20 Objects That We Should Clean Way More Often Than We Actually Do

There are people who love cleaning and at the slightest oversight they are ready to take out their sponge and soap to make everything spotless again, but there are others who are a little more relaxed about it and who don’t worry about the little details. The secret of cleanliness lies in the frequency with which we carry out the maintenance of our surroundings. In this way, we form habits that help us organize our time and allow everything to be always sparkling clean.

Bright Side prepared a small list of objects that we should be cleaning more frequently, otherwise, we could be putting our health at risk.

1. Cutting boards

We are aware that cutting boards are a must in every single kitchen. However, if they’re not carefully cleaned they could put your family’s health at risk precisely because they’re used to prepare pretty much everything. It is recommended that you have different types of cutting boards so that you can use one per food group (one for fruits and veggies, one for meats, etc.). All of them should be cleaned with an antibacterial detergent and hot water after you use them to remove any food leftovers that could potentially contaminate fresh food for the next meal. It is also important to dry them very well to avoid humidity that favors the proliferation of microorganisms.

But in addition to this type of “superficial” cleaning, it is also important to perform a much more thorough disinfection routine to make sure that you indeed got rid of all the bacteria that remain on the surface. In order to do that, it’s recommended to wash them with lemon and salt. Both of these ingredients should be allowed to act for at least 5 minutes on the cutting board. Then you can remove them using paper towels. Remember to change the boards when you see they have imperfections or cracks that make cleaning difficult.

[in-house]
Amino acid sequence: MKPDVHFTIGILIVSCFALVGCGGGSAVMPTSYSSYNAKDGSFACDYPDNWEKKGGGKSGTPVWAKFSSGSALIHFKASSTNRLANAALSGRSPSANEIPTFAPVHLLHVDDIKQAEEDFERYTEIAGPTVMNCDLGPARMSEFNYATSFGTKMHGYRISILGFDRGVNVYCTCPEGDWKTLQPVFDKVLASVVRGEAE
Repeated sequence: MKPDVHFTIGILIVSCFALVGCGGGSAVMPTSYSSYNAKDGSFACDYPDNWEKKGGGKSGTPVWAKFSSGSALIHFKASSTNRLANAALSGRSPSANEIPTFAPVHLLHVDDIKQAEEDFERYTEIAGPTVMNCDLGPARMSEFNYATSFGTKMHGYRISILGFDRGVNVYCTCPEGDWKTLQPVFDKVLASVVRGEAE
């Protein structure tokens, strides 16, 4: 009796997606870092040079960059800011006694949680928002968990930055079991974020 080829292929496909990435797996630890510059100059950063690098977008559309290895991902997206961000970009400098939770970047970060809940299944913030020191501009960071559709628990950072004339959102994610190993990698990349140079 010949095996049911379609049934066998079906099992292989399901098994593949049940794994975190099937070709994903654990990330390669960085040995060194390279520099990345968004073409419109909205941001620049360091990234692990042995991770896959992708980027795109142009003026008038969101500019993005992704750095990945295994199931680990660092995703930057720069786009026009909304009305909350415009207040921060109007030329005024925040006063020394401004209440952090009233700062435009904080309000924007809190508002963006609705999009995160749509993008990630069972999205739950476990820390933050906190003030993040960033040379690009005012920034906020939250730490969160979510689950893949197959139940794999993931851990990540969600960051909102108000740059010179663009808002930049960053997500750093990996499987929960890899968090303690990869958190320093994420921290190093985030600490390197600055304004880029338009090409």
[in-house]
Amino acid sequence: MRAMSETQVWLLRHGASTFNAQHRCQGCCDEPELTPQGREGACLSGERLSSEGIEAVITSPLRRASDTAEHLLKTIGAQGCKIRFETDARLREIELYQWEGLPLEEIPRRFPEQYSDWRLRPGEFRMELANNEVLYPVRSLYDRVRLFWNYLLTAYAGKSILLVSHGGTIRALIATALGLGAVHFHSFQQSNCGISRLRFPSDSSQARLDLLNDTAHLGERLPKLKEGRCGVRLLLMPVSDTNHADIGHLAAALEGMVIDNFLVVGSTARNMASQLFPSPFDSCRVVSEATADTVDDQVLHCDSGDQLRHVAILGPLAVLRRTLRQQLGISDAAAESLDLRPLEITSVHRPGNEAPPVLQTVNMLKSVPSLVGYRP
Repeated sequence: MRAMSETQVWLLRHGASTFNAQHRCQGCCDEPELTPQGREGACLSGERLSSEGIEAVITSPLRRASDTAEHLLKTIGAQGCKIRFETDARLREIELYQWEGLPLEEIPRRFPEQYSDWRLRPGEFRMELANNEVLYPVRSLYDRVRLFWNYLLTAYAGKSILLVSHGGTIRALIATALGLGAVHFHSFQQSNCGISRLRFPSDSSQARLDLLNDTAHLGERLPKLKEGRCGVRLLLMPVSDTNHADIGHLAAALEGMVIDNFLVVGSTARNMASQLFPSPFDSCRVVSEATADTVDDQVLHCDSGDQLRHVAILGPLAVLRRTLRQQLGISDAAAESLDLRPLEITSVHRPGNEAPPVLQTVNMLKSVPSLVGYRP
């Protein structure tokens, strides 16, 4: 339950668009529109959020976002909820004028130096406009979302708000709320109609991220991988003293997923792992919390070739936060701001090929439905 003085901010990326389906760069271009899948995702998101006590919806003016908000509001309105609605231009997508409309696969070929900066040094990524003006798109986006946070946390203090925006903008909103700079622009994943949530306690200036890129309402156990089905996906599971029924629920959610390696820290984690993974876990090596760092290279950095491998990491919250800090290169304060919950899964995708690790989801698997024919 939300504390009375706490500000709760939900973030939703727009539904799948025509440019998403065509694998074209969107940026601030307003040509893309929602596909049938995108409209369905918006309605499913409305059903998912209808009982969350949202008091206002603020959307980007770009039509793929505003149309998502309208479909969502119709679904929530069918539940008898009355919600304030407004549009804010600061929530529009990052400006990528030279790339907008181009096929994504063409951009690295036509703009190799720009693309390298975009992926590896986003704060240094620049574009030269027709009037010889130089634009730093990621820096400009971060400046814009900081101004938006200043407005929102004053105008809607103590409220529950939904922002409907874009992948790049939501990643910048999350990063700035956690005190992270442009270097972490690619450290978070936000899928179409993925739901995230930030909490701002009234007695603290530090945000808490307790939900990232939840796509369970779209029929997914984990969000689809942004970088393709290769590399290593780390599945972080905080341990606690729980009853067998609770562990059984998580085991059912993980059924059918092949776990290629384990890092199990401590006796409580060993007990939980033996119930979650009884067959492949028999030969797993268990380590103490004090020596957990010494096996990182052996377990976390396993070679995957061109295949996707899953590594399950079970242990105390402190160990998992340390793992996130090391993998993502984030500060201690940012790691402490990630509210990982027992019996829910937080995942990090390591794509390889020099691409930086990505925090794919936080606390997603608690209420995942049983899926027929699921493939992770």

2. Wooden utensils

Wood is a very porous material that allows many substances to be absorbed, and this includes, of course, food residue and moisture. It’s because of these reasons that utensils made of wood should be cleaned immediately after using them before the wood absorbs the food leftovers. You should also make sure to dry them very well before storing them, as this will prevent the subsequent contamination of food and the proliferation of bacteria.

3. Toilet and the floor next to it

Your bathroom, and more specifically your toilet, is an excellent host for a little bacteria called Escherichia coli, known for causing infections. Unfortunately, E. coli can be found up to around 2 meters away (almost 7 feet) from the toilet and sink thanks to something called toilet plum. So, at the very least, it’s recommended that you get your hands on and perform a weekly deep cleaning to make sure your bathroom is E. coli free.

On the other hand, the bathtub should also be sanitized every 2 weeks or weekly if it is used very frequently.

4. Shower curtain

Mold is the main enemy that you want to keep at bay from all of your rooms. Spotting some of it at home and in bathrooms is fairly common because of humidity, poor ventilation, and temperature changes. However, that doesn’t mean you can’t fight back. Cleaning the shower curtain after each use to remove soap residue and keep the area ventilated in order to eliminate moisture and steam condensation is essential to stop mold from proliferating in those sensitive areas.

In addition to your regular bathroom cleaning routine, it’s important to do a weekly deep cleaning of the curtains, washing them with a little bit of baking soda and soap. Make sure to not forget to check the manufacturer’s instructions so you know how to wash it properly. Typically, this should be done in a delicate wash cycle at a low temperature. Once that’s done, wait for them to dry without exposing them directly to the sun.

5. Towels

All towels, especially the ones you use after showering, harbor a lot of bacteria, sweat, and dead skin because of how we use them. If on top of that, we don’t make sure they dry completely after each use, they can become the perfect ecosystem for germs to thrive in. Therefore, it is vividly recommended that we change towels every 2 days and wash them immediately, preferably at a high temperature, using a detergent containing active oxygen to penetrate the fabric and eliminate bacteria. It is also advisable to avoid mixing them with regular clothes.

6. Sheets

Sheets absorb perspiration and oils released by the skin during sleep. Not only that, but they also capture some of the dust that’s floating around the room. This is the perfect cocktail for dandruff and acne to appear. Changing or washing your sheets once a week is the most effective way to keep the bed clean and free of microorganisms that could affect your skin and hair.